PPMC’s approach of tracking trucks has improved supply of products nationwide – Nnamdi-Ogbue

05 January 2015, Abuja – The Pipelines and Products Marketing Company is a critical player in the supply chain of petroleum products across the country. In this interview with Ndubuisi Francis and Chineme Okafor, the Managing Director of the company, Mrs. Esther Nnamdi-Ogbue outlined efforts to stamp out entrenched abuses and ensure seamless supply of products

Esther Nnamdi-Ogbue, PPMC MD

Mrs. Esther Nnamdi-Ogbue, PPMC MD

Congrats on your appointment. But so far, how has it been running the PPMC?

It has been different. It is a new turf, coming from legal background but that legal background has helped me, knowing exactly what Mr. President and the Honourable Minister of State have in mind-having a more transparent PPMC and having our systems and processes work more efficiently. But, the bottom-line is for us to supply and distribute fuel across the nation more efficiently and have fuel at the stations at all times. That is the major mandate.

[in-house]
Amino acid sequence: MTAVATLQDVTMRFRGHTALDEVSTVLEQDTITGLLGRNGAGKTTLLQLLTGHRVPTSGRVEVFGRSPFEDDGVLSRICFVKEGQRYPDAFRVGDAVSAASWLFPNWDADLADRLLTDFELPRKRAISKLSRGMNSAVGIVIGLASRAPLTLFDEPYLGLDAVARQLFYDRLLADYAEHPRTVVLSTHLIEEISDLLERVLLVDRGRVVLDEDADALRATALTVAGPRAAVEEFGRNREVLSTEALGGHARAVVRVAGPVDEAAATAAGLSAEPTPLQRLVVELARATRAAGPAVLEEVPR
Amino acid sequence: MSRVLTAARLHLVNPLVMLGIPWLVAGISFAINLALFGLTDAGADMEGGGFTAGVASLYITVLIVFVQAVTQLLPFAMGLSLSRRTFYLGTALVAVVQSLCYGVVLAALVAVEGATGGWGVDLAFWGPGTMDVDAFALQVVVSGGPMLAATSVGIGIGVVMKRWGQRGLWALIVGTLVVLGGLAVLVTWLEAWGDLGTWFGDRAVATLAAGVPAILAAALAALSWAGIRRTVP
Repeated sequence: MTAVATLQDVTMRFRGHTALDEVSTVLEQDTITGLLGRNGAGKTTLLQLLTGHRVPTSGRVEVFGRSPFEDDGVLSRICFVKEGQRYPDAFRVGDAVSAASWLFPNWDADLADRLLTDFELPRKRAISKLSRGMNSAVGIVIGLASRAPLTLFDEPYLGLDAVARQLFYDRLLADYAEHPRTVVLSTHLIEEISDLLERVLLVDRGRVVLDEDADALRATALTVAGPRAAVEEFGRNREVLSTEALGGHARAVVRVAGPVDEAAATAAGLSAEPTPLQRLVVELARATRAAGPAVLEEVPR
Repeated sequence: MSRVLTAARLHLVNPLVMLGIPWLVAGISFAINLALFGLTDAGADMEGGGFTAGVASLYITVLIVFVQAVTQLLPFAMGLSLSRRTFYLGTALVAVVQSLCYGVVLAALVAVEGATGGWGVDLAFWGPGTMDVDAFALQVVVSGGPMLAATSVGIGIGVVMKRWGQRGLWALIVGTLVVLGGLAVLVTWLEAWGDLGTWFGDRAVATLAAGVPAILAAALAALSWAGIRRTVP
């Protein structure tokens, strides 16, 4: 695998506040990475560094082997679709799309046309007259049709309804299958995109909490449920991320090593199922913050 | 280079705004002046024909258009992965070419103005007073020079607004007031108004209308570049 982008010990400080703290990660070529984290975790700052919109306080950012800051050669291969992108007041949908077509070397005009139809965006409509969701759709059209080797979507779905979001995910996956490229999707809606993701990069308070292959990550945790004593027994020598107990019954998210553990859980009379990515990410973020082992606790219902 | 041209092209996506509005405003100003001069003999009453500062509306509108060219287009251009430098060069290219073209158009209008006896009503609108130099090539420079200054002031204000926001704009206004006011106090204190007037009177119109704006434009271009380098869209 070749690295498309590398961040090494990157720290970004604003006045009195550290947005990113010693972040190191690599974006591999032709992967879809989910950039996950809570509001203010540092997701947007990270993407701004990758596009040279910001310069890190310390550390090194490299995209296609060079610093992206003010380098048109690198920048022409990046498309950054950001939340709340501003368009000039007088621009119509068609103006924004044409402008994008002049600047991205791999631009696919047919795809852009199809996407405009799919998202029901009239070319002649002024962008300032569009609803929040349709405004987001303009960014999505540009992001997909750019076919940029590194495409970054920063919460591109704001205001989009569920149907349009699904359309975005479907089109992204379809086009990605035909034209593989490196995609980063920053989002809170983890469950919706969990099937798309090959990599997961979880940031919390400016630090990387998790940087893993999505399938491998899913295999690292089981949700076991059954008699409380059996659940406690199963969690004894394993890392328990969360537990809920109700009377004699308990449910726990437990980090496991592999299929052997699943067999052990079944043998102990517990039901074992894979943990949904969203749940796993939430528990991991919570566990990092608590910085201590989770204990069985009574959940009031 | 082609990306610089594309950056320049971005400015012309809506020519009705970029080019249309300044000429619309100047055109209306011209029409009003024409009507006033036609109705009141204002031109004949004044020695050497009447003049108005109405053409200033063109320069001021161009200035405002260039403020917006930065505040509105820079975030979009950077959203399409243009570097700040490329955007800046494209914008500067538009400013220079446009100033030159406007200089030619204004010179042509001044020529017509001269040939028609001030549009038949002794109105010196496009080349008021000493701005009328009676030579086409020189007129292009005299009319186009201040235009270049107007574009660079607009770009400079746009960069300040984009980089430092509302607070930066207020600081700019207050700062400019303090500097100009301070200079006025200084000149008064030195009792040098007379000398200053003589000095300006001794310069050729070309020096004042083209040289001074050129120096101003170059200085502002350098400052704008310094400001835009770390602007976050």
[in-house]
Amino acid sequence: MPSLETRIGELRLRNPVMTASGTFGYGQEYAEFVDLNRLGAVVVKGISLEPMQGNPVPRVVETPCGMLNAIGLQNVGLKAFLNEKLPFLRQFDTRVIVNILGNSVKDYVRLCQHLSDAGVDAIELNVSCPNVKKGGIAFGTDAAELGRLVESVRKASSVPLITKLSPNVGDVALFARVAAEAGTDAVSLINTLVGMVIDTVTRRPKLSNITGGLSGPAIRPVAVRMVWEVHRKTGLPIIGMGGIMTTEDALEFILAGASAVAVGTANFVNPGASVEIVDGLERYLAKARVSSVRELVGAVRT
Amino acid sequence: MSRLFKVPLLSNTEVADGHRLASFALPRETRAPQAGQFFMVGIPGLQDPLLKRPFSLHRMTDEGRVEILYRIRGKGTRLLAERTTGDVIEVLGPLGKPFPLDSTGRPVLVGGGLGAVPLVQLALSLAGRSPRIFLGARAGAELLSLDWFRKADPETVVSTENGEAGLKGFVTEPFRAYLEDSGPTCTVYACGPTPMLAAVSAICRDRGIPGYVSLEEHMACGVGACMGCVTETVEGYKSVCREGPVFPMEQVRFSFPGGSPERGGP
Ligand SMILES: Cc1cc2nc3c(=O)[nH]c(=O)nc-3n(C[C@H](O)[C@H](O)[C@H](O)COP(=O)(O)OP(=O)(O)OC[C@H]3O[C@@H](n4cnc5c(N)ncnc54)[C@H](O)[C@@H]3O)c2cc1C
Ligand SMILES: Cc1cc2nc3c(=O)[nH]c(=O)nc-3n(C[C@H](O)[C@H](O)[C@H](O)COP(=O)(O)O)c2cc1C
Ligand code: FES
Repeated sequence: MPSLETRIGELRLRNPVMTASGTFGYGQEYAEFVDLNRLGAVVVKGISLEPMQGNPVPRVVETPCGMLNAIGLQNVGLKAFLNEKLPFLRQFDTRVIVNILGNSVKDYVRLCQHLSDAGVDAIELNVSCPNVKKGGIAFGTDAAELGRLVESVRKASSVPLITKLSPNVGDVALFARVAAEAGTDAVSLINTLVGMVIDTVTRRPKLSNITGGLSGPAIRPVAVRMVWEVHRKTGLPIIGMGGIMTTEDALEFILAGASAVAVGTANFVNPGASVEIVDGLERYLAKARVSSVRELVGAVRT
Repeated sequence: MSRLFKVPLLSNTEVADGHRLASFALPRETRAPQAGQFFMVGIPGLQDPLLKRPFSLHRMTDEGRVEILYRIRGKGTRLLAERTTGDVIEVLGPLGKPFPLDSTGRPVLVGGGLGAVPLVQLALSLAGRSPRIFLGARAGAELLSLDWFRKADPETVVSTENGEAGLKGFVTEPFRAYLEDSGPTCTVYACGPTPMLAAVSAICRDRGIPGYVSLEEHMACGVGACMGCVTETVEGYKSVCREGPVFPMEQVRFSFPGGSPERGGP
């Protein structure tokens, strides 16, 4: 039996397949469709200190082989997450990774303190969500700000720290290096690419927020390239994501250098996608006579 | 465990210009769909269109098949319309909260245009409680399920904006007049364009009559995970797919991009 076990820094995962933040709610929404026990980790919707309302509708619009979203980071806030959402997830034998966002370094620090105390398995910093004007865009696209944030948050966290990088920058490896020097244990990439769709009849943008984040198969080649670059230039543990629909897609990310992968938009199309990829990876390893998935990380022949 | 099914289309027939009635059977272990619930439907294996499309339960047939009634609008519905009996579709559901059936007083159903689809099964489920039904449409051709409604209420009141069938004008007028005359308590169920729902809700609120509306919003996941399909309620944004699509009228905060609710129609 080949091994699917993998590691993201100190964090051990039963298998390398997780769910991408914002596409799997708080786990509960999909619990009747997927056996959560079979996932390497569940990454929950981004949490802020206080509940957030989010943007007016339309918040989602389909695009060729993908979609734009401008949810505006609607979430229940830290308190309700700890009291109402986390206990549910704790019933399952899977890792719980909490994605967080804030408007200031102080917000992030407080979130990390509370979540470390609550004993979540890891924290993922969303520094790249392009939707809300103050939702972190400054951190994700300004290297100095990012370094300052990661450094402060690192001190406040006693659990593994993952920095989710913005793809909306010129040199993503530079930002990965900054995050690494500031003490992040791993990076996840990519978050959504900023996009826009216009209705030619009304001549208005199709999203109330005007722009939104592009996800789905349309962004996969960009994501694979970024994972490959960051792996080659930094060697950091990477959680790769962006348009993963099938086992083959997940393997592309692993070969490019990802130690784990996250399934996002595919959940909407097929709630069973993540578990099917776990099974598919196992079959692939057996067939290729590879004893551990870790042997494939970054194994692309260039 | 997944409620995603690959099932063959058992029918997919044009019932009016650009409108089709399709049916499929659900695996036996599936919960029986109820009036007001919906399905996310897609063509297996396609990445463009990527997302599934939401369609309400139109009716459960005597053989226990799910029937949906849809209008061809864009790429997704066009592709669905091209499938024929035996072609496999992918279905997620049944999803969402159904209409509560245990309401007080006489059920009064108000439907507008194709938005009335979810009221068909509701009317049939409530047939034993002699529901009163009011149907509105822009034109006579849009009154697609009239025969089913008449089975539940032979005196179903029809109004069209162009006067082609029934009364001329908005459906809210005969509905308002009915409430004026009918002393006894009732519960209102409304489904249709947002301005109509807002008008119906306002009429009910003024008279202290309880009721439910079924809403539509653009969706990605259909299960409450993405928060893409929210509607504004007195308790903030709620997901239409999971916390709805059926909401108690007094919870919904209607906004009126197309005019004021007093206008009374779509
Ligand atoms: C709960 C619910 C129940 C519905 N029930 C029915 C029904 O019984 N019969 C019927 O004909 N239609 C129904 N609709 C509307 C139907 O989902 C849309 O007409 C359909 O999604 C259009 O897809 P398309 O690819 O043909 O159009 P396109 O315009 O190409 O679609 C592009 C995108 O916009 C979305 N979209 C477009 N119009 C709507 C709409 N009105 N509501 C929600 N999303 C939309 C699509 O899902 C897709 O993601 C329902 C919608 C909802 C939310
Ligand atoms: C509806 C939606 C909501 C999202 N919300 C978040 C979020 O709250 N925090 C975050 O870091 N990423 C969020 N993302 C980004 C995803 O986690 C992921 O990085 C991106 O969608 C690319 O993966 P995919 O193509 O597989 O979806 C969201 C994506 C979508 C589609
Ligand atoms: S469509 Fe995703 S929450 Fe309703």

What do you consider as the major challenges in terms of supply so far?

Let us start from the whole process of bringing in products. Basically, we were meant to meet about 48 per cent of the national demand of 40 million litres daily, but we have been faced with the challenge of having to meet more than 90 per cent of the national demand. The majors and other marketers are not meeting their quotas and we have had to cover for them. As you know, the PPMC is marketer of last resort. When everything has gone differently, you can always rely on PPMC, and so, the situation we have found ourselves in is that the federal government has approved and released subsidy claims. However, there is difficulty in accessing foreign exchange. Product marketing is dollar-based and without access to foreign exchange, the marketers still have challenges. What that has done is that it has continued to put a burden on the PPMC, a burden that we are carrying and have had to run trying to solve the issues of product diversion, and making sure that all products being loaded actually get to their destinations.